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Human Rights Office

Lugonia v. Arista Homes, 2014 HRTO 1531 (CanLII)

Summary:

In this case, the applicant, Amanda Lugonia, was hired by Arista Homes to fill a one year pregnancy leave. Ms. Lugonia was hired to be the receptionist.  In total Ms. Lugonia worked three shifts with Arista Homes. During the applicant’s third shift she disclosed to Ms. Giulekas, the receptionist leaving on pregnancy leave who she was currently shadowing, that she herself was pregnant. During this conversation Ms. Lugonia asked Ms. Giulekas to keep the information regarding her pregnancy confidential. On this third shift of work, Ms. Lugonia was presented with her employment contract and confidentiality agreement. On her fourth shift, Ms. Lugonia was approached by Mr. Sistilli, the respondent’s Chief Financial Officer that they were going to have to let Ms. Lugonia go. The rationale provided to Ms. Lugonia was that the company was going to “rethink” the position. After Ms. Lugonia was let go, another receptionist was hired to fill Ms. Giulekas’ pregnancy leave. In this case the applicant argued that she had met her onus of establishing that it is more probable than not that she was terminated due to her pregnancy. The applicant submitted that the timing of her termination and the circumstances surrounding it supported an inference of discrimination. In this case the rationale provided as to why Ms. Lugonia was terminated was described as trivial. In this case it was believed that Ms. Lugonia’s testimony was more credible than the testimony of other witnesses. It was decided that Ms. Lugonia was discriminated against contrary to section 5 of the Code.

Question(s) to be Determined:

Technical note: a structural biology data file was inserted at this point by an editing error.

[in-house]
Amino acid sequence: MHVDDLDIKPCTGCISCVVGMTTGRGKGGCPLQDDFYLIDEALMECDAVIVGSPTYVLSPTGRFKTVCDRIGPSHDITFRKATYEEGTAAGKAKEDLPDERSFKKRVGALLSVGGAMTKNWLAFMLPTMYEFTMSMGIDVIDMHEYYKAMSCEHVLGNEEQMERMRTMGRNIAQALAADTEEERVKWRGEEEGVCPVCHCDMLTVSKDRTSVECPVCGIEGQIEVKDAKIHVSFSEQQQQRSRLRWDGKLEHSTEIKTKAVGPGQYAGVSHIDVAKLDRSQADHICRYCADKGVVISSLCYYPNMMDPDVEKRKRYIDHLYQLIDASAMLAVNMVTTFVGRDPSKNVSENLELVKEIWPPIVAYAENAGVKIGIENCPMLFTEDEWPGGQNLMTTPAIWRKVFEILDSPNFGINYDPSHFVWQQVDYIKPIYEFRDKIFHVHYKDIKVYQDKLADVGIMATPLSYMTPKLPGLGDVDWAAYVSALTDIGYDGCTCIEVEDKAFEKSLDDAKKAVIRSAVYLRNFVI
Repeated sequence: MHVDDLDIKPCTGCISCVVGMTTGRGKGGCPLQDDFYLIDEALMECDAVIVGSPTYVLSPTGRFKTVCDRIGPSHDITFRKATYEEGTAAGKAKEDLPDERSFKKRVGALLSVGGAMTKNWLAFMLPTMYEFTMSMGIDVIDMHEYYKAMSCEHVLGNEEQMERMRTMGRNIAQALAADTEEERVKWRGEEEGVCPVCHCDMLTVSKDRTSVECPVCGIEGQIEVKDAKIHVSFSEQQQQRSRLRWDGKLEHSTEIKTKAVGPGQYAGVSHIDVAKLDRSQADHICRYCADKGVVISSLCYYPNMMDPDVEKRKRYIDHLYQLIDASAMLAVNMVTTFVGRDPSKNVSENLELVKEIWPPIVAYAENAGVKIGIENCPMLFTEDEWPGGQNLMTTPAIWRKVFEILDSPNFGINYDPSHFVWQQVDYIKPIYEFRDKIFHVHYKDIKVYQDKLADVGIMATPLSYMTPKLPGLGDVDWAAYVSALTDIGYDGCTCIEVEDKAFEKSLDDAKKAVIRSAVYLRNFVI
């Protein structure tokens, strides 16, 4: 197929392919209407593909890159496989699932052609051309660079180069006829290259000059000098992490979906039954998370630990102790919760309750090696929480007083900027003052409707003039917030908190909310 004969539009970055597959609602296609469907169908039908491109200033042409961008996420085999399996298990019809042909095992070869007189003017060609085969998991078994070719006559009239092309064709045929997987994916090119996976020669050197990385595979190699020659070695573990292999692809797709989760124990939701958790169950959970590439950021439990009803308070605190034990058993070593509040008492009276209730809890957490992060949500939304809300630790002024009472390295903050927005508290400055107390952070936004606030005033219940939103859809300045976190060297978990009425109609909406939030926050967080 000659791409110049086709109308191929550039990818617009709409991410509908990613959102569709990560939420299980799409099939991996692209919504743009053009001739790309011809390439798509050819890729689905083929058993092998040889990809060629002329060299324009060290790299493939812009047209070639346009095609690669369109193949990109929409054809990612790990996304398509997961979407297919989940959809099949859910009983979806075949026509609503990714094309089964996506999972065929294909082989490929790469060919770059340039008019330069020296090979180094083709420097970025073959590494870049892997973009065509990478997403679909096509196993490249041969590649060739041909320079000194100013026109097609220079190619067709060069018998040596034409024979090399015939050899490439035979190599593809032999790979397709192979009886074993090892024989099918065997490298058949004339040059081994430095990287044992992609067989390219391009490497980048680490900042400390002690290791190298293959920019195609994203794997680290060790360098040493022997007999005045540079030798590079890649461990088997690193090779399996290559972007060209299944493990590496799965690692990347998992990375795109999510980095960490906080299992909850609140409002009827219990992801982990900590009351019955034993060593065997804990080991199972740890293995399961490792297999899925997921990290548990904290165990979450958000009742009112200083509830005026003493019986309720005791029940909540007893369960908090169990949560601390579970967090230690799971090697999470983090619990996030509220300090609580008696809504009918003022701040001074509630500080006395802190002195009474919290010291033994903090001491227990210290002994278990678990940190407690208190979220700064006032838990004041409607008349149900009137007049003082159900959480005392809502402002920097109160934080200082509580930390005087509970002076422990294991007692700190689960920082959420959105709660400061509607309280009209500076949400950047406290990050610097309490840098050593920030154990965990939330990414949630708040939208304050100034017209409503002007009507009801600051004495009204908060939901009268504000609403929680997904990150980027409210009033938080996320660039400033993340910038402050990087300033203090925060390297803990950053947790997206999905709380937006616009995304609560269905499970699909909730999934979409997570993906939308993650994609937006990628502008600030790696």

1.    Was the applicant, Amanda Lugonia discriminated against contrary to section 5 of the Code?

Findings:

1.    Was the applicant, Amanda Lugonia discriminated against contrary to section 5 of the Code?

YES

Reasoning:

1.    In this case it was found that the testimony provided by Mr. Sistilli and Ms. Cesarone, Ms. Lugonia’s supervisors was not credible when considered in the context of the evidence as a whole.

It was stated, “to begin, I find that the timing of the applicant’s termination supports an inference that Ms. Cesarone and/or Mr. Sistilli were aware of the applicant’s pregnancy. The applicant had just told Ms. Giulekas about her pregnancy the shift prior to her termination. There were absolutely no signs of any dissatisfaction on the respondent’s part as of the end of the applicant’s third shift and suddenly she was terminated at the beginning of her fourth shift. While not conclusive, this timing raises questions about whether the respondent was in fact aware of the applicant’s pregnancy and terminated her for that reason” (para 69).

In this case Ms. Giulekas testified that in passing she had made comments to Ms. Cesarone about Ms. Lugonia, asking questions related to the role regarding start time and the benefits provided to other employees (Ms. Lugonia was not provided time for sick leave or vacations because of her 1 year contract). In this case, the respondent relied upon these comments in justifying the decision to terminate Ms. Lugonia.